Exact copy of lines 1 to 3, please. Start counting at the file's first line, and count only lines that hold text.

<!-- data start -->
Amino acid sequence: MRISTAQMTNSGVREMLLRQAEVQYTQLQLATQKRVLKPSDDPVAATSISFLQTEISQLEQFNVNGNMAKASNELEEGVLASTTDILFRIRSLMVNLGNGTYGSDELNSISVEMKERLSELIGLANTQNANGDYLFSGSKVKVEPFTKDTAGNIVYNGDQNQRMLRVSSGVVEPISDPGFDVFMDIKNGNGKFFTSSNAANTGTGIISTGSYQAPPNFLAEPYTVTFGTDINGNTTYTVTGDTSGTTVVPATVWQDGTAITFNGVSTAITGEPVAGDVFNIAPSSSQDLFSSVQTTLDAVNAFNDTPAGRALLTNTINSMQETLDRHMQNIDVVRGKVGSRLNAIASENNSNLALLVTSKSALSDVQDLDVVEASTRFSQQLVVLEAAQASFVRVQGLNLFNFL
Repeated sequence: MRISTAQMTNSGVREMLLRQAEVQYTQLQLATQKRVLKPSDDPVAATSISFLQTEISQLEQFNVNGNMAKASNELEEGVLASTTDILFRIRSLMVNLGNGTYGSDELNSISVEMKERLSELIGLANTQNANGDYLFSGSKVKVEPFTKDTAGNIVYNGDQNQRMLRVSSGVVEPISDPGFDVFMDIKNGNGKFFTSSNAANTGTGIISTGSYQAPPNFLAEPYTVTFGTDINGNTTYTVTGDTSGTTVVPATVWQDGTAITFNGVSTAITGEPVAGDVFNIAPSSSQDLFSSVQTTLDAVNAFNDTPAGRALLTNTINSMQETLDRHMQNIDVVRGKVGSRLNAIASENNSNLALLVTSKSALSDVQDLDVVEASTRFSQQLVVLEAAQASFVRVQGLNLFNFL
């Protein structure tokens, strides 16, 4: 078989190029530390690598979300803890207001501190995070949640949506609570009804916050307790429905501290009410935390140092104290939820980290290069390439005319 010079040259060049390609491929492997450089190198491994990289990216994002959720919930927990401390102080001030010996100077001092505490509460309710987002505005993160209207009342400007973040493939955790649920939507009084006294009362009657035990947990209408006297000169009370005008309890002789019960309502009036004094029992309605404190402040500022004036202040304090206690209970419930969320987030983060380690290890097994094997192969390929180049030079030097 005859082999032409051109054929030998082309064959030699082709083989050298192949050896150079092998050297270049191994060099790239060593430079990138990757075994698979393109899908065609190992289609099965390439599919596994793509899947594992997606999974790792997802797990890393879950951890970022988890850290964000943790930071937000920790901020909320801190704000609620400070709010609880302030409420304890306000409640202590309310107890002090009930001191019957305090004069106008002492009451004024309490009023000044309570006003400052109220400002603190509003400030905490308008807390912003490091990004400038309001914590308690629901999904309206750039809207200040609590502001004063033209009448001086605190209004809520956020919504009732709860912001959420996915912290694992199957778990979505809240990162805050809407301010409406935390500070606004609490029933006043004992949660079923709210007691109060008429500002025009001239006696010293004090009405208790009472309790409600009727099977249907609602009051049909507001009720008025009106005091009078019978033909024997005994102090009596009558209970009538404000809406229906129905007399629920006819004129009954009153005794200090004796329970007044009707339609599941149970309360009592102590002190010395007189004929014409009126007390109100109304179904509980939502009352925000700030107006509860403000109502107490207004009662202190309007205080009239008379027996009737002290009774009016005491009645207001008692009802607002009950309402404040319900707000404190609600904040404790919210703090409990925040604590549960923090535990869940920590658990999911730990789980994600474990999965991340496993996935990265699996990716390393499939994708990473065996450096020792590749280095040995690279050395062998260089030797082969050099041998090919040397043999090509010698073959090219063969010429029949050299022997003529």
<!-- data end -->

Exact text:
Amino acid sequence: MRISTAQMTNSGVREMLLRQAEVQYTQLQLATQKRVLKPSDDPVAATSISFLQTEISQLEQFNVNGNMAKASNELEEGVLASTTDILFRIRSLMVNLGNGTYGSDELNSISVEMKERLSELIGLANTQNANGDYLFSGSKVKVEPFTKDTAGNIVYNGDQNQRMLRVSSGVVEPISDPGFDVFMDIKNGNGKFFTSSNAANTGTGIISTGSYQAPPNFLAEPYTVTFGTDINGNTTYTVTGDTSGTTVVPATVWQDGTAITFNGVSTAITGEPVAGDVFNIAPSSSQDLFSSVQTTLDAVNAFNDTPAGRALLTNTINSMQETLDRHMQNIDVVRGKVGSRLNAIASENNSNLALLVTSKSALSDVQDLDVVEASTRFSQQLVVLEAAQASFVRVQGLNLFNFL
Repeated sequence: MRISTAQMTNSGVREMLLRQAEVQYTQLQLATQKRVLKPSDDPVAATSISFLQTEISQLEQFNVNGNMAKASNELEEGVLASTTDILFRIRSLMVNLGNGTYGSDELNSISVEMKERLSELIGLANTQNANGDYLFSGSKVKVEPFTKDTAGNIVYNGDQNQRMLRVSSGVVEPISDPGFDVFMDIKNGNGKFFTSSNAANTGTGIISTGSYQAPPNFLAEPYTVTFGTDINGNTTYTVTGDTSGTTVVPATVWQDGTAITFNGVSTAITGEPVAGDVFNIAPSSSQDLFSSVQTTLDAVNAFNDTPAGRALLTNTINSMQETLDRHMQNIDVVRGKVGSRLNAIASENNSNLALLVTSKSALSDVQDLDVVEASTRFSQQLVVLEAAQASFVRVQGLNLFNFL
């Protein structure tokens, strides 16, 4: 078989190029530390690598979300803890207001501190995070949640949506609570009804916050307790429905501290009410935390140092104290939820980290290069390439005319 010079040259060049390609491929492997450089190198491994990289990216994002959720919930927990401390102080001030010996100077001092505490509460309710987002505005993160209207009342400007973040493939955790649920939507009084006294009362009657035990947990209408006297000169009370005008309890002789019960309502009036004094029992309605404190402040500022004036202040304090206690209970419930969320987030983060380690290890097994094997192969390929180049030079030097 005859082999032409051109054929030998082309064959030699082709083989050298192949050896150079092998050297270049191994060099790239060593430079990138990757075994698979393109899908065609190992289609099965390439599919596994793509899947594992997606999974790792997802797990890393879950951890970022988890850290964000943790930071937000920790901020909320801190704000609620400070709010609880302030409420304890306000409640202590309310107890002090009930001191019957305090004069106008002492009451004024309490009023000044309570006003400052109220400002603190509003400030905490308008807390912003490091990004400038309001914590308690629901999904309206750039809207200040609590502001004063033209009448001086605190209004809520956020919504009732709860912001959420996915912290694992199957778990979505809240990162805050809407301010409406935390500070606004609490029933006043004992949660079923709210007691109060008429500002025009001239006696010293004090009405208790009472309790409600009727099977249907609602009051049909507001009720008025009106005091009078019978033909024997005994102090009596009558209970009538404000809406229906129905007399629920006819004129009954009153005794200090004796329970007044009707339609599941149970309360009592102590002190010395007189004929014409009126007390109100109304179904509980939502009352925000700030107006509860403000109502107490207004009662202190309007205080009239008379027996009737002290009774009016005491009645207001008692009802607002009950309402404040319900707000404190609600904040404790919210703090409990925040604590549960923090535990869940920590658990999911730990789980994600474990999965991340496993996935990265699996990716390393499939994708990473065996450096020792590749280095040995690279050395062998260089030797082969050099041998090919040397043999090509010698073959090219063969010429029949050299022997003529």